My daughters go crazy every time I make this Hungarian coffee cake. It was a specialty of their grandmother, whom they called “Amma.” Here, I’ve tried to recreate it exactly as I remember it. Although bordering on bread-like, this cake still tastes like a sweet treat with its streusel topping. I use a babka rolling technique here so that the cinnamon sugar spirals all throughout the twists and turns of the soft dough.–Sarabeth Levine
LC What Folks Are Saying About This Recipe Note
“Moist and rich and not too sweet and still airy.” “So delicious.” “Delicious, indulgent, adult- and kid-pleasing.” “Perfect.” That’s what folks are saying about this Hungarian coffee cake recipe which is actually less like cake than it is like equal parts cake, bread, and pastry.
Hungarian Coffee Cake
- Quick Glance
- 45 M
- 4 H
- Makes 1 loaf
- For the streusel
- 1/3 cup (47 grams) unbleached all-purpose flour
- 1 tablespoon superfine sugar (or blitz granulated sugar in a blender until finely ground but not powdery)
- 1 tablespoon packed light brown sugar
- 1/8 teaspoon ground cinnamon
- Pinch fine sea salt
- 2 tablespoons (1 ounce) unsalted butter, melted and cooled
- For the coffee cake
- 1/3 cup (65 grams) packed light brown sugar
- 2 tablespoons superfine sugar
- 1 1/2 teaspoons ground cinnamon
- Unbleached all-purpose flour, for rolling the dough
- 1/2 recipe Yeasted Sour Cream Dough
- 4 tablespoons (2 ounces or 57 grams) unsalted butter, well softened
- 1 large egg, well beaten
- Softened unsalted butter, for the pan and brushing the dough
- Make the streusel
- 1. In a small bowl, mix the flour, superfine sugar, brown sugar, cinnamon, salt, and butter with your fingers until combined and crumbly.
- Make the coffee cake
- 2. In another small bowl, mix the brown sugar, superfine sugar, and cinnamon.
- 3. Lightly dust a work surface with flour. Place the dough on the work surface and dust lightly with flour. Roll out the dough into an 18-by-10-inch rectangle, with a long side facing you. Brush the well-softened butter over the surface, leaving a 1-inch border on all sides. Sprinkle the sugar mixture over the butter.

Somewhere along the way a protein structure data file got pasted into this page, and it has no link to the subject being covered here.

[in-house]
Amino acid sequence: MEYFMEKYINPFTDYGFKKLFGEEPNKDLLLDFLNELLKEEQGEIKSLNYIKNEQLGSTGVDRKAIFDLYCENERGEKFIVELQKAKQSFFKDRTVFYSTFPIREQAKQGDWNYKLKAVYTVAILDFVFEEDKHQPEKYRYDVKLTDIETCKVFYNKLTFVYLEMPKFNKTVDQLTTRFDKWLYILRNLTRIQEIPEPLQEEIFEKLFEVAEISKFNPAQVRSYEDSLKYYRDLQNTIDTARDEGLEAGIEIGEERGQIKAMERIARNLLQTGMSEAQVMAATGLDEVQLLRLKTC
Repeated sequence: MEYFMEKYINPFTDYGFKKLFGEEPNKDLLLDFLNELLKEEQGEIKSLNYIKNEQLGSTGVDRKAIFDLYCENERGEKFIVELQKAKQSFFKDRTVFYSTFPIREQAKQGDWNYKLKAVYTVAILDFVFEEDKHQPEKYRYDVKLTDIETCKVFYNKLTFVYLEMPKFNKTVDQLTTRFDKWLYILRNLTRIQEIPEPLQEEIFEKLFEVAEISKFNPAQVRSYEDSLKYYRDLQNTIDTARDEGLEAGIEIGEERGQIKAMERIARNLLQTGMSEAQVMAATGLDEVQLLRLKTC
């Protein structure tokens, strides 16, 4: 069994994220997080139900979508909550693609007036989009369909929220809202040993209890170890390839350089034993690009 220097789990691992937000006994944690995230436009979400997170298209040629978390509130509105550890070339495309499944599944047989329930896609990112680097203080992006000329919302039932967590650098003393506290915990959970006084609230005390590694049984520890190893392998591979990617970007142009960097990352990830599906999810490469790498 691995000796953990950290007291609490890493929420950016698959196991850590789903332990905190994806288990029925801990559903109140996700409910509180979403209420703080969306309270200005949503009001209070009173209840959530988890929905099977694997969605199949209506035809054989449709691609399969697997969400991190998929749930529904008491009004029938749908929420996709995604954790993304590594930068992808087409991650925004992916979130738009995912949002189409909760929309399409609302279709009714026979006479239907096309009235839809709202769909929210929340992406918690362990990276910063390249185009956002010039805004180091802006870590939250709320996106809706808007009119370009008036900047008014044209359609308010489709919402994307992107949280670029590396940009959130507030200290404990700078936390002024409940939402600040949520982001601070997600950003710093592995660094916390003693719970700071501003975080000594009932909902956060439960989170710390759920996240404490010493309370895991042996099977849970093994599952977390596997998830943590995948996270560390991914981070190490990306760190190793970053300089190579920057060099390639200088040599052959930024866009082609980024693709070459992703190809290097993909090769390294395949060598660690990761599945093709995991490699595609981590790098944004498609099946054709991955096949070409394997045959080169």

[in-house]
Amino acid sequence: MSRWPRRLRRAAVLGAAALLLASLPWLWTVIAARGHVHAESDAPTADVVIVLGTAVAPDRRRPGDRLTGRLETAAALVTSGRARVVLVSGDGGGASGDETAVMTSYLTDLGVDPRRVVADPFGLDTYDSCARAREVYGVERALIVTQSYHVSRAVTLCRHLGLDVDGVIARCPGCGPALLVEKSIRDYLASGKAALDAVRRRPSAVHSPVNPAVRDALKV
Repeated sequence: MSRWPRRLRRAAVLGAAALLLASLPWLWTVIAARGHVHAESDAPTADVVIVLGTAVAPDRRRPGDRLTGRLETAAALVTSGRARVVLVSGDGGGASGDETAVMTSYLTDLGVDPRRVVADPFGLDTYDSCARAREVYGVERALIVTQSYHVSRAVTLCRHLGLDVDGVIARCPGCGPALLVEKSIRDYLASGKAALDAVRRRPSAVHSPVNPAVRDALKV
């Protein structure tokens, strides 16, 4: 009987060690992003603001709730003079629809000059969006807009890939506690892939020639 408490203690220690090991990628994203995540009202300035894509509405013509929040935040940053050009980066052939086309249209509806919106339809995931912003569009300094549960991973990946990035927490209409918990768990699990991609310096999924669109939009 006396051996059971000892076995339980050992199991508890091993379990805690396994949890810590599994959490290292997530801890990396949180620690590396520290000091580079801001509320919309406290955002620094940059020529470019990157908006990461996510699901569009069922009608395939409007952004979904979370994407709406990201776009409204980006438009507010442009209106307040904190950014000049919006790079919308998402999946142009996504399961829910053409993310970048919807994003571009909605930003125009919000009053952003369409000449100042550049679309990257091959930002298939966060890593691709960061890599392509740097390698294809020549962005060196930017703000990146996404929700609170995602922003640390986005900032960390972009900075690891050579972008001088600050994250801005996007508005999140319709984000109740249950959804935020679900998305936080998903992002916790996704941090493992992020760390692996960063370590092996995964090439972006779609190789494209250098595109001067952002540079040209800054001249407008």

- 4. Starting at the top of the rectangle, tightly roll up the dough, leaving an empty border along the edge. Brush the empty border of dough with the beaten egg and pinch the seam closed. Gently roll the dough back and forth underneath your palms to seal the seam securely. Push the ends in on each side and roll again to stretch the log to 18 inches. Fold the dough roughly in half to form a U-shaped curve, with one side 3 inches longer than the other. Using the side of your hand, press a dent into the dough at its bend. Fold the longer length of dough over and around the shorter length twice to make 2 humps (just like in the first and second how-to photos above). Twist the dough lengths to create a third hump (like in the third how-to photo above) and tuck the two ends under the loaf. You should have a loaf about 9 inches long with 3 humps.
- 5. Generously butter a 9-by-5-by-3-inch loaf pan. Transfer the dough to the pan, making sure that the ends are secured under it. Gently brush the softened butter all over the top of the dough. Sprinkle the streusel over the top, patting it gently so it adheres. (Don’t worry if some of the streusel falls into the corners or sides of the pan.) Place the loaf pan on a half-sheet pan or rimmed baking sheet.
- 6. Choose a warm spot in the kitchen for proofing. Slip the pan with the loaf pan into a tall kitchen plastic bag. Place a tall glass of hot water on either side of the loaf pan to keep the bag from touching the dough. Wave the bag to inflate it and tightly close it, trapping air in the bag. Let stand until the loaf rises 2 inches above the rim of the pan, about 45 minutes.
- 7. Meanwhile, position an oven rack in the center of the oven and preheat it to 350°F (177°C).
- 8. Carefully remove the glasses from the bag, then remove the pan. Bake the coffee cake on the half-sheet pan until the top is deep golden brown, the dough in the crevices looks fully baked, and an instant-read thermometer inserted into the center of the cake reads at least 195°F (91°C) on an instant-read thermometer, 45 to 60 minutes. (It’s sorta tricky to tell when the loaf is done just by visual cues alone, so we encourage the use of a thermometer.) If the loaf threatens to darken too much, cover the top loosely with foil.
- 9. Cool in the pan on a wire rack for 10 minutes. Carefully unmold the cake onto the rack and let cool completely, right side up.
- 10. To serve, reach for a serrated knife to cut the cake into slices.